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An Agent-Based Model of Behavior in “Beauty Contest” Games

  • Mark W. Nichols

    ()

    (Department of Economics, University of Nevada, Reno)

  • Michael J. Radzicki

    (Department of Social Science and Policy Studies, Worcester Polytechnic Institute)

Recently, computer simulation, particularly agent-based modeling, has grown in popularity as a method to uncover macro patterns and developments that emerge from simple micro behavior. The present paper combines both techniques by using protocol analysis to uncover player strategies in an experiment and encoding those strategies in an agent-based computer simulation. In particular, Keynes’ (1936) beauty contest analogy is simulated in a number-guessing context. Several researchers have conducted experiments asking subjects to play “p-beauty contest games” in order to compare the experimental results with those predicted by the game-theoretic, deductive reasoning concept of iterated dominance. Our results are compared with those found experimentally in order to demonstrate the usefulness of a combining agent-based modeling with protocol analysis.

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File URL: http://www.business.unr.edu/econ/wp/papers/UNRECONWP07010.pdf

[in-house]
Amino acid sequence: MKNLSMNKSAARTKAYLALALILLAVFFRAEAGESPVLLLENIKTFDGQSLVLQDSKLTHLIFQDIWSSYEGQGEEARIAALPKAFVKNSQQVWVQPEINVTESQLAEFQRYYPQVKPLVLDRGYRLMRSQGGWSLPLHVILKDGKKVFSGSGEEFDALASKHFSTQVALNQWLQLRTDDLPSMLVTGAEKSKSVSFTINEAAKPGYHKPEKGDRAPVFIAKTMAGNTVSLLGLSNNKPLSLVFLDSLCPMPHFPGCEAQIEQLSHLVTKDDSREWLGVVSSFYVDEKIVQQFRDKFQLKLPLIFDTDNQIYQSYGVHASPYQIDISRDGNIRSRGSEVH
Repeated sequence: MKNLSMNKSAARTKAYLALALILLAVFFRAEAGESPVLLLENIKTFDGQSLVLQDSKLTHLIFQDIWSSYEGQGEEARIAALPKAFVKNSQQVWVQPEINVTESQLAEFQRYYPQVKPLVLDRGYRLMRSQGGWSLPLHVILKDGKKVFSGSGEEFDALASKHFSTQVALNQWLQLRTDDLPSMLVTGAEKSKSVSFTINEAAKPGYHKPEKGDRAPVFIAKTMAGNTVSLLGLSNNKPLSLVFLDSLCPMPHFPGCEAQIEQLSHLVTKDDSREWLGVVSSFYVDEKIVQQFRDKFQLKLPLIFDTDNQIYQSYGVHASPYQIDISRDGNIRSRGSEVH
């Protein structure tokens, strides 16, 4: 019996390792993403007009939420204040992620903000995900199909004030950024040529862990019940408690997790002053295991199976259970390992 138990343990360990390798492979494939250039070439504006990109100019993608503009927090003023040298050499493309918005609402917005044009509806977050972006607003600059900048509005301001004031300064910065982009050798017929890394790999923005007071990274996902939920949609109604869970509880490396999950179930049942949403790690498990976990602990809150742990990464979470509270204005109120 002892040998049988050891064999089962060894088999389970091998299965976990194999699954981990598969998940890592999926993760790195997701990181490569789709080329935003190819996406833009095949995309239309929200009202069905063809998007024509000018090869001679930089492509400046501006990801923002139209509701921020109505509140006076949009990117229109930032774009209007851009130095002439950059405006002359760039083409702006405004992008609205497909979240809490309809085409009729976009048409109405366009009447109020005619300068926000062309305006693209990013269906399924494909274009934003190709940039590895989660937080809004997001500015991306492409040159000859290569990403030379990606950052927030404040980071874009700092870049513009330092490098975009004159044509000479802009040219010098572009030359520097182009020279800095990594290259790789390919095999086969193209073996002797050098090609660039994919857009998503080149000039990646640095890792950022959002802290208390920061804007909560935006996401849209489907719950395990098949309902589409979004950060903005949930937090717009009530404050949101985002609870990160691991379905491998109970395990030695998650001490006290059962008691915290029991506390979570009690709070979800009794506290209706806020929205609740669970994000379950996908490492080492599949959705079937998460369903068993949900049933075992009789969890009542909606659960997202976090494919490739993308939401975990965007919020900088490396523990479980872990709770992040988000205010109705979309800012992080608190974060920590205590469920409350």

File Function: First version, 2007
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Paper provided by University of Nevada, Reno, Department of Economics & University of Nevada, Reno , Department of Resource Economics in its series Working Papers with number 07-010.

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Length: 35 pages
Date of creation: Nov 2007
Date of revision:
Handle: RePEc:unr:wpaper:07-010
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  1. Duffy, John & Nagel, Rosemarie, 1997. "On the Robustness of Behaviour in Experimental "Beauty Contest" Games," Economic Journal, Royal Economic Society, vol. 107(445), pages 1684-1700, November.
  2. Nagel, Rosemarie, 1995. "Unraveling in Guessing Games: An Experimental Study," American Economic Review, American Economic Association, vol. 85(5), pages 1313-26, December.
  3. Ho, Teck Hua & Weigelt, Keith & Camerer, Colin, 1996. "Iterated Dominance and Iterated Best-Response in Experimental P-Beauty Contests," Working Papers 974, California Institute of Technology, Division of the Humanities and Social Sciences.
  4. Stahl, Dale O., 1996. "Boundedly Rational Rule Learning in a Guessing Game," Games and Economic Behavior, Elsevier, vol. 16(2), pages 303-330, October.
  5. Arthur, W Brian, 1994. "Inductive Reasoning and Bounded Rationality," American Economic Review, American Economic Association, vol. 84(2), pages 406-11, May.
  6. Nerlove, Marc & Bessler, David A., 2001. "Expectations, information and dynamics," Handbook of Agricultural Economics, in: B. L. Gardner & G. C. Rausser (ed.), Handbook of Agricultural Economics, edition 1, volume 1, chapter 3, pages 155-206 Elsevier.
  7. Robert Axelrod, 1997. "Advancing the Art of Simulation in the Social Sciences," Working Papers 97-05-048, Santa Fe Institute.
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